Ghost sharks (Chimaera) are the mysterious relatives of sharks and rays. Although we know of their existence, they are practically impossible to capture on film as they live in the depths of the ocean, as far down as 2,600 metres.
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But now, for the first time, this elusive creature has been caught on film by a remotely operated vehicle that was launched on a geology expedition by the Monterey Bay Aquarium Research Institute in the waters of Hawaii and California.
To find out more about the ghost shark, here’s what National Geographic has to say:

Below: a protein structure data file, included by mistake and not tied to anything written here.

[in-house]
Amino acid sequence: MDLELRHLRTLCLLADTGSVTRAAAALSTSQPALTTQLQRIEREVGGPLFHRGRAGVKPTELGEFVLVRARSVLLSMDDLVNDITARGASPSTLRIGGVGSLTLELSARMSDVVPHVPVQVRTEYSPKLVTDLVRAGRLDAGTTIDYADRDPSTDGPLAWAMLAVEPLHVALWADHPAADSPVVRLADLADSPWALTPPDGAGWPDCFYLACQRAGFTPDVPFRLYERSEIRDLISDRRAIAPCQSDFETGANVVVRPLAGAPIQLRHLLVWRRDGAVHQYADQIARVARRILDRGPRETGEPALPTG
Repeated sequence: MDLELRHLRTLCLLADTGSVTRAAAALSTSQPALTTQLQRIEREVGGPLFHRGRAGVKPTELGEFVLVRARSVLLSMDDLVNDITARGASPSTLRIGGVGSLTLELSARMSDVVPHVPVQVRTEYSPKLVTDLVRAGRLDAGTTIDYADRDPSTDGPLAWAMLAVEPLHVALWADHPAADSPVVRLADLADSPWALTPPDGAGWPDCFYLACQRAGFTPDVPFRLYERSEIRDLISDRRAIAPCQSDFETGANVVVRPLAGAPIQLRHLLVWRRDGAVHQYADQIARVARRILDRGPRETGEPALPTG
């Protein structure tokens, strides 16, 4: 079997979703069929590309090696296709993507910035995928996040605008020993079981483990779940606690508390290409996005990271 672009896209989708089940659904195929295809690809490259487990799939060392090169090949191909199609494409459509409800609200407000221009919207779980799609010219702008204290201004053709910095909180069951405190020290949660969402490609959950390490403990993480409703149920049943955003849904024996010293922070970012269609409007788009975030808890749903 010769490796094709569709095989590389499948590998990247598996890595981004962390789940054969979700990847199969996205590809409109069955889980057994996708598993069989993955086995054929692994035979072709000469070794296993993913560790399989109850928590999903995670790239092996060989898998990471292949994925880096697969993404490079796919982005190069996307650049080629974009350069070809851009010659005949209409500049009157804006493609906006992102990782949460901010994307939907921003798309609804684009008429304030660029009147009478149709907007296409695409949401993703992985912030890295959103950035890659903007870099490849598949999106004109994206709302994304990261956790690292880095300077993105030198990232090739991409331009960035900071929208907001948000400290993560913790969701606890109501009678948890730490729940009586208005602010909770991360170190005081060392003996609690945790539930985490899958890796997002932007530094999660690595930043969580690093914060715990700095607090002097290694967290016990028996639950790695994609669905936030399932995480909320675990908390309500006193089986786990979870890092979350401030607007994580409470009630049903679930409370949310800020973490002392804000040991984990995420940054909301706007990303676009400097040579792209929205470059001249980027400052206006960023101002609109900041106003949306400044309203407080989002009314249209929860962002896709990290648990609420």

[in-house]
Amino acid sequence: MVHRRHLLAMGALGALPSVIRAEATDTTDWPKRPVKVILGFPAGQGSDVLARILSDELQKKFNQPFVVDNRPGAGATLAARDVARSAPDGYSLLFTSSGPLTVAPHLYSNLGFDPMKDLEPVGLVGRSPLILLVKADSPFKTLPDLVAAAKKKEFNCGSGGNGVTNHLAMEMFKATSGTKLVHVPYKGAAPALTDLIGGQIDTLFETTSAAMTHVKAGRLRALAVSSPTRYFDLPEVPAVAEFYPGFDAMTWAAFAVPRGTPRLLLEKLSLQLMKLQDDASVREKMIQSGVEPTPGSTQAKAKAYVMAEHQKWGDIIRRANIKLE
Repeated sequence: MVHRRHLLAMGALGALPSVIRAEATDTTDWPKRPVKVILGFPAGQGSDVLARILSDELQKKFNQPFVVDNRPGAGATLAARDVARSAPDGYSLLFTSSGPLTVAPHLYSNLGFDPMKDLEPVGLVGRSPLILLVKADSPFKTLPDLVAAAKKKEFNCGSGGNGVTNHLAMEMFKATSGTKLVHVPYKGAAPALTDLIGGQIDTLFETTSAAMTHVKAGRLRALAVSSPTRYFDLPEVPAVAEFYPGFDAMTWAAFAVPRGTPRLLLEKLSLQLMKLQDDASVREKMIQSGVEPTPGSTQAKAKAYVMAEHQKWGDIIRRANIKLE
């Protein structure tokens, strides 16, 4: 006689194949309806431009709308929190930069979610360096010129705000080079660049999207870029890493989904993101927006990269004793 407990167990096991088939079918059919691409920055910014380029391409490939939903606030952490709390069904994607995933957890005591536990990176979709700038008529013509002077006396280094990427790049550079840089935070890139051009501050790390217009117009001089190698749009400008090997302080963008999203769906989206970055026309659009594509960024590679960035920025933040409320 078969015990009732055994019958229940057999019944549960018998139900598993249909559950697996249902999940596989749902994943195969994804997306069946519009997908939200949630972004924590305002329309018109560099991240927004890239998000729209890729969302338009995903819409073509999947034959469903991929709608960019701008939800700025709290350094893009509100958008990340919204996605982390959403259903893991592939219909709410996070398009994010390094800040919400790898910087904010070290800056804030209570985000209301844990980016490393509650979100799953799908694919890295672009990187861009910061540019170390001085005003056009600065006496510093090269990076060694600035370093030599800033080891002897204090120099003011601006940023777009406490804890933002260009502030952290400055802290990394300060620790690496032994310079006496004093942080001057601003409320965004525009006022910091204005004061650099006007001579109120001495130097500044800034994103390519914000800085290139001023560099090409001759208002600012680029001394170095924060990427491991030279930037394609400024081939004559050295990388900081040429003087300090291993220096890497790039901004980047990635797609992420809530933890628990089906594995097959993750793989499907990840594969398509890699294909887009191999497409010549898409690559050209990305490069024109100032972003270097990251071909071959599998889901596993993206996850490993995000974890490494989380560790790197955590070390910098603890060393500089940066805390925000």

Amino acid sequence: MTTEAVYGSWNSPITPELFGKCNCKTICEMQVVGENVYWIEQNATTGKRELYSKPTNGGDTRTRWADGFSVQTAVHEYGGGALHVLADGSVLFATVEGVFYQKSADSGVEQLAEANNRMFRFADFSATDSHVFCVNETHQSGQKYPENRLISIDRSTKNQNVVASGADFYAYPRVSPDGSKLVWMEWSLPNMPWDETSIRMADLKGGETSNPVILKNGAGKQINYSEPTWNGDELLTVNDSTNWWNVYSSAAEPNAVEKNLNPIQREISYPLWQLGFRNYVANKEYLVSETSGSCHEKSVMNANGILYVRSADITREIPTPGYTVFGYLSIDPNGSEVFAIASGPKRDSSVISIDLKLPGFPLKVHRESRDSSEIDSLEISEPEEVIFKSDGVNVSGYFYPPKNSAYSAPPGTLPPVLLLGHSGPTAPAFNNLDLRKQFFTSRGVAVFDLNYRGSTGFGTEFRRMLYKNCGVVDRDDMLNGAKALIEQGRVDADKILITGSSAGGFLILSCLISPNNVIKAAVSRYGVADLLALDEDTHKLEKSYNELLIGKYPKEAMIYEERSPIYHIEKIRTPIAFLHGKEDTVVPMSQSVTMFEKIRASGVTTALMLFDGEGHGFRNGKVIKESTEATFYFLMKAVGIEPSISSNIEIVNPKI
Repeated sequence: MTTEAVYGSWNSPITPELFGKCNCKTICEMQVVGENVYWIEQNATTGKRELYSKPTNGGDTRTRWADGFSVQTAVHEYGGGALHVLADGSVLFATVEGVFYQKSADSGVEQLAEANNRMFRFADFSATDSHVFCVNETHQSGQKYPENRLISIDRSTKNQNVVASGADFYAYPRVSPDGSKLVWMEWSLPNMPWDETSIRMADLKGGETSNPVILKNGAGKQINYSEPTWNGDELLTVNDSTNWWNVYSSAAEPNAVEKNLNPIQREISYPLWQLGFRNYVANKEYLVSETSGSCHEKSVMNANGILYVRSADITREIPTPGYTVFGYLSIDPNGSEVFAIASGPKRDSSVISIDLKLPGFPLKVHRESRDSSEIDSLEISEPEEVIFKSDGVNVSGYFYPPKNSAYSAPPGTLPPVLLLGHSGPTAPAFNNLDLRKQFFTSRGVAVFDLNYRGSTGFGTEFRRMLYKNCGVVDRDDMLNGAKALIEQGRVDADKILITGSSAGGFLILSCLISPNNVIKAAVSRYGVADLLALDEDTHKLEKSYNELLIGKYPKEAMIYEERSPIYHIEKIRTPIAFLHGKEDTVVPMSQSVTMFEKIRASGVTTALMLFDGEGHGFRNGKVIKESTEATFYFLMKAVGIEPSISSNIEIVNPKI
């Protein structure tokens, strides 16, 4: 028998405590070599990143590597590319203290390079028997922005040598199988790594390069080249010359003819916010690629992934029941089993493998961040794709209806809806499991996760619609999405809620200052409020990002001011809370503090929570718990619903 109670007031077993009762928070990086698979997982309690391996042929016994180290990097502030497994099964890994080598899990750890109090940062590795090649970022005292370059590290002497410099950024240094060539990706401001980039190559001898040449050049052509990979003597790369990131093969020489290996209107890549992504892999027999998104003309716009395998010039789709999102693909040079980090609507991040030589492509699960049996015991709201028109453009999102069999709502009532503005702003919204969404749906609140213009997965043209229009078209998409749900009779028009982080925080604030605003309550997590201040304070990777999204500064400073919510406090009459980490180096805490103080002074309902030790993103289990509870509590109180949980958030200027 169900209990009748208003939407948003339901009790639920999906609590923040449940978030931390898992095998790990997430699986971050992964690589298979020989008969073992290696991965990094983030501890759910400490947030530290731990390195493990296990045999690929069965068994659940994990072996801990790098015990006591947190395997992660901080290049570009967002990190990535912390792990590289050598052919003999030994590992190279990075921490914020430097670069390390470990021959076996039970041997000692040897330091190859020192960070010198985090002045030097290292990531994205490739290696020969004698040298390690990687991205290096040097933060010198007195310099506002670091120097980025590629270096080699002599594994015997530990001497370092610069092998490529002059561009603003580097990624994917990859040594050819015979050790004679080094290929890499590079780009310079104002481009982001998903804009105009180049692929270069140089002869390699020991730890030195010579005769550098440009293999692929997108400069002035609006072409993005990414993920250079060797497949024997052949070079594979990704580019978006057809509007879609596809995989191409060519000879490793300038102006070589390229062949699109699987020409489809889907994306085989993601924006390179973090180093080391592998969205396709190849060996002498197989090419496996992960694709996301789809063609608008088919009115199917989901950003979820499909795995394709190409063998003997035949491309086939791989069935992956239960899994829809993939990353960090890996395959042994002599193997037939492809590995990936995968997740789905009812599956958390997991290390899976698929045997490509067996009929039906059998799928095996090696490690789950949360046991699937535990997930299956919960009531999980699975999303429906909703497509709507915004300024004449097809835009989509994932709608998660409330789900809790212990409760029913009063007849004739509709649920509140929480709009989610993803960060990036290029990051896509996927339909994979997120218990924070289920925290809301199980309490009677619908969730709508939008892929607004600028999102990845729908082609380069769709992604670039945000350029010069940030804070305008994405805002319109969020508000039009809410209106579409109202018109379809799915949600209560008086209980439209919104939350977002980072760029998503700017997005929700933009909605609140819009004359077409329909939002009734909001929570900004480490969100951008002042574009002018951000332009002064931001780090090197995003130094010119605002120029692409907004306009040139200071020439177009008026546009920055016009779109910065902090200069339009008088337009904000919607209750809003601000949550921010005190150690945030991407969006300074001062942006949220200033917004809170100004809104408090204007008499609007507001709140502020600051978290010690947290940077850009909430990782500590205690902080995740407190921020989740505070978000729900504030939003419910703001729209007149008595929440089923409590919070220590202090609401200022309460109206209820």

Unlike those more well-known sharks, chimaeras don’t have rows of ragged teeth, but instead munch up their prey—mollusks, worms, and other bottom-dwellers—with mineralised tooth plates.
A pattern of open channels on their heads and faces, called lateral line canals, contain sensory cells that sense movement in the water and help the ghost sharks locate lunch.
And perhaps most fascinating, male chimaeras sport retractable sex organs on their foreheads.
Just stunning – it almost doesn’t look real.
Deep sea creatures are always fascinating, as they look like animals from another planet. If you too are interested in this other world, check out the eight weirdest sharks in the deep sea universe.